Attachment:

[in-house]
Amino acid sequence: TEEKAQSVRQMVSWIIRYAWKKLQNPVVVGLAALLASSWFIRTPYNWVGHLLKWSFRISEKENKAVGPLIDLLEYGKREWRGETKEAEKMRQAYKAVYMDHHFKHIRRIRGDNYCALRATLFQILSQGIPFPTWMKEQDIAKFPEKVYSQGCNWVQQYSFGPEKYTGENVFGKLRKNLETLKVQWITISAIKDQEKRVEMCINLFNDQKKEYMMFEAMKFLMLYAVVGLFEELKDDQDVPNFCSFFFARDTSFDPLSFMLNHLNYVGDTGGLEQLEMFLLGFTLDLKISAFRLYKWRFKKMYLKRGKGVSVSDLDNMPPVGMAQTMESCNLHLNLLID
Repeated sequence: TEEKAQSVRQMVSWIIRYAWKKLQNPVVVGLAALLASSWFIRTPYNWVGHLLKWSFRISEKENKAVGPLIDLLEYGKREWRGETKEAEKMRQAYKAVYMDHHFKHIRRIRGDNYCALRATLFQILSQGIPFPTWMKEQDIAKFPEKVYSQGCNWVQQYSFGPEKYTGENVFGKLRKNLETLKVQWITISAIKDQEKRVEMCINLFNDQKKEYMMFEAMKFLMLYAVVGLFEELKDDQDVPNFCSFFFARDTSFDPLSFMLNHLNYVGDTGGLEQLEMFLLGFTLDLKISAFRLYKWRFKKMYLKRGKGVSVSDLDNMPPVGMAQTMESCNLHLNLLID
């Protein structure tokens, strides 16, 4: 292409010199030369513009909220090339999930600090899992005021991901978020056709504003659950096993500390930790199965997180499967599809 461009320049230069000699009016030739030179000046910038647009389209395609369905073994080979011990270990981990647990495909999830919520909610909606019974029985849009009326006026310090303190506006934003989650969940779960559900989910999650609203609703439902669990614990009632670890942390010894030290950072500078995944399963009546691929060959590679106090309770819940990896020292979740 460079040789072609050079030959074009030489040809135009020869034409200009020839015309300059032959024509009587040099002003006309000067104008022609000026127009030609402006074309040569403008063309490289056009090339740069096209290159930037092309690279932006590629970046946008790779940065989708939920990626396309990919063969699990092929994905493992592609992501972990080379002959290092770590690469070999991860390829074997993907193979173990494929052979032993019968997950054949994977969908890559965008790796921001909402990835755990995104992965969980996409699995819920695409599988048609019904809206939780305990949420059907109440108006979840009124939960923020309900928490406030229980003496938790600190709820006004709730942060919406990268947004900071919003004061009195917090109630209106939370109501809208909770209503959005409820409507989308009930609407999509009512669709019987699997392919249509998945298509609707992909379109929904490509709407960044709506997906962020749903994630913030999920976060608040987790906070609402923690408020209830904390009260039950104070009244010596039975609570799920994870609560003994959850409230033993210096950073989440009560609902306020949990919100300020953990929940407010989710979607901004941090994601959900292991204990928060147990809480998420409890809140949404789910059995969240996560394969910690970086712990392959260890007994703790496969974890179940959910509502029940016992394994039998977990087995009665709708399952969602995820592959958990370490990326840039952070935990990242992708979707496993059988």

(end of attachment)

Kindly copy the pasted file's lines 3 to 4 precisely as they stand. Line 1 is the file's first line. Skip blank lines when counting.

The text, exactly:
Repeated sequence: TEEKAQSVRQMVSWIIRYAWKKLQNPVVVGLAALLASSWFIRTPYNWVGHLLKWSFRISEKENKAVGPLIDLLEYGKREWRGETKEAEKMRQAYKAVYMDHHFKHIRRIRGDNYCALRATLFQILSQGIPFPTWMKEQDIAKFPEKVYSQGCNWVQQYSFGPEKYTGENVFGKLRKNLETLKVQWITISAIKDQEKRVEMCINLFNDQKKEYMMFEAMKFLMLYAVVGLFEELKDDQDVPNFCSFFFARDTSFDPLSFMLNHLNYVGDTGGLEQLEMFLLGFTLDLKISAFRLYKWRFKKMYLKRGKGVSVSDLDNMPPVGMAQTMESCNLHLNLLID
């Protein structure tokens, strides 16, 4: 292409010199030369513009909220090339999930600090899992005021991901978020056709504003659950096993500390930790199965997180499967599809 461009320049230069000699009016030739030179000046910038647009389209395609369905073994080979011990270990981990647990495909999830919520909610909606019974029985849009009326006026310090303190506006934003989650969940779960559900989910999650609203609703439902669990614990009632670890942390010894030290950072500078995944399963009546691929060959590679106090309770819940990896020292979740 460079040789072609050079030959074009030489040809135009020869034409200009020839015309300059032959024509009587040099002003006309000067104008022609000026127009030609402006074309040569403008063309490289056009090339740069096209290159930037092309690279932006590629970046946008790779940065989708939920990626396309990919063969699990092929994905493992592609992501972990080379002959290092770590690469070999991860390829074997993907193979173990494929052979032993019968997950054949994977969908890559965008790796921001909402990835755990995104992965969980996409699995819920695409599988048609019904809206939780305990949420059907109440108006979840009124939960923020309900928490406030229980003496938790600190709820006004709730942060919406990268947004900071919003004061009195917090109630209106939370109501809208909770209503959005409820409507989308009930609407999509009512669709019987699997392919249509998945298509609707992909379109929904490509709407960044709506997906962020749903994630913030999920976060608040987790906070609402923690408020209830904390009260039950104070009244010596039975609570799920994870609560003994959850409230033993210096950073989440009560609902306020949990919100300020953990929940407010989710979607901004941090994601959900292991204990928060147990809480998420409890809140949404789910059995969240996560394969910690970086712990392959260890007994703790496969974890179940959910509502029940016992394994039998977990087995009665709708399952969602995820592959958990370490990326840039952070935990990242992708979707496993059988």